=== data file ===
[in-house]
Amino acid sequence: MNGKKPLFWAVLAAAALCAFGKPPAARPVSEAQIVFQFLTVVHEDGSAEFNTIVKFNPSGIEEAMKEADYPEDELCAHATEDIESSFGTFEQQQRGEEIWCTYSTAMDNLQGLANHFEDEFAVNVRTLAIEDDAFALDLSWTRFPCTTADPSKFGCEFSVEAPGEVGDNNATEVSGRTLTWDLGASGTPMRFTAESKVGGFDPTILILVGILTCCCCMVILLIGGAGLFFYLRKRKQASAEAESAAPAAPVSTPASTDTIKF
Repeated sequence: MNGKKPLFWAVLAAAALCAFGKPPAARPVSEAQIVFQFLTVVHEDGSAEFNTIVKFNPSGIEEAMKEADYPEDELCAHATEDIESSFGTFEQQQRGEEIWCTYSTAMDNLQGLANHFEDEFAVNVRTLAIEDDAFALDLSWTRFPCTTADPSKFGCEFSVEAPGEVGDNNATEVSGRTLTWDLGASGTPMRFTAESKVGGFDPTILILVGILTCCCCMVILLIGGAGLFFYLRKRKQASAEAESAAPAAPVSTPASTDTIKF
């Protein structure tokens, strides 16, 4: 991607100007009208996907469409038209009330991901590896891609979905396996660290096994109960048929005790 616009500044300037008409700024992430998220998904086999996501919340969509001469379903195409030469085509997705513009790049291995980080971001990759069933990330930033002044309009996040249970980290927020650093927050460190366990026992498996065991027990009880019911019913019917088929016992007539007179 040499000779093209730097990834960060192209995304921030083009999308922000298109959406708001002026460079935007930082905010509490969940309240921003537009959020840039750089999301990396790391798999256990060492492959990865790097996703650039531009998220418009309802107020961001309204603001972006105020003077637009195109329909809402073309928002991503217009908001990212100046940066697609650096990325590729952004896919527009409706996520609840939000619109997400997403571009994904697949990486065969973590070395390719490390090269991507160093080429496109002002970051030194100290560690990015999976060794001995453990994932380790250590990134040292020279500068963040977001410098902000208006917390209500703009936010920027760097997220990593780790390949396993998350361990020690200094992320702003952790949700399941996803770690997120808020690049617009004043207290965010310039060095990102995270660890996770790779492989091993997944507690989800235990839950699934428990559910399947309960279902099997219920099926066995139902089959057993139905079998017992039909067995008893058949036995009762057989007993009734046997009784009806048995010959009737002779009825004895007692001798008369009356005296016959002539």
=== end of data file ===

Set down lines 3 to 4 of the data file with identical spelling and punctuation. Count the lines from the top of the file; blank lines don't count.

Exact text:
Repeated sequence: MNGKKPLFWAVLAAAALCAFGKPPAARPVSEAQIVFQFLTVVHEDGSAEFNTIVKFNPSGIEEAMKEADYPEDELCAHATEDIESSFGTFEQQQRGEEIWCTYSTAMDNLQGLANHFEDEFAVNVRTLAIEDDAFALDLSWTRFPCTTADPSKFGCEFSVEAPGEVGDNNATEVSGRTLTWDLGASGTPMRFTAESKVGGFDPTILILVGILTCCCCMVILLIGGAGLFFYLRKRKQASAEAESAAPAAPVSTPASTDTIKF
């Protein structure tokens, strides 16, 4: 991607100007009208996907469409038209009330991901590896891609979905396996660290096994109960048929005790 616009500044300037008409700024992430998220998904086999996501919340969509001469379903195409030469085509997705513009790049291995980080971001990759069933990330930033002044309009996040249970980290927020650093927050460190366990026992498996065991027990009880019911019913019917088929016992007539007179 040499000779093209730097990834960060192209995304921030083009999308922000298109959406708001002026460079935007930082905010509490969940309240921003537009959020840039750089999301990396790391798999256990060492492959990865790097996703650039531009998220418009309802107020961001309204603001972006105020003077637009195109329909809402073309928002991503217009908001990212100046940066697609650096990325590729952004896919527009409706996520609840939000619109997400997403571009994904697949990486065969973590070395390719490390090269991507160093080429496109002002970051030194100290560690990015999976060794001995453990994932380790250590990134040292020279500068963040977001410098902000208006917390209500703009936010920027760097997220990593780790390949396993998350361990020690200094992320702003952790949700399941996803770690997120808020690049617009004043207290965010310039060095990102995270660890996770790779492989091993997944507690989800235990839950699934428990559910399947309960279902099997219920099926066995139902089959057993139905079998017992039909067995008893058949036995009762057989007993009734046997009784009806048995010959009737002779009825004895007692001798008369009356005296016959002539």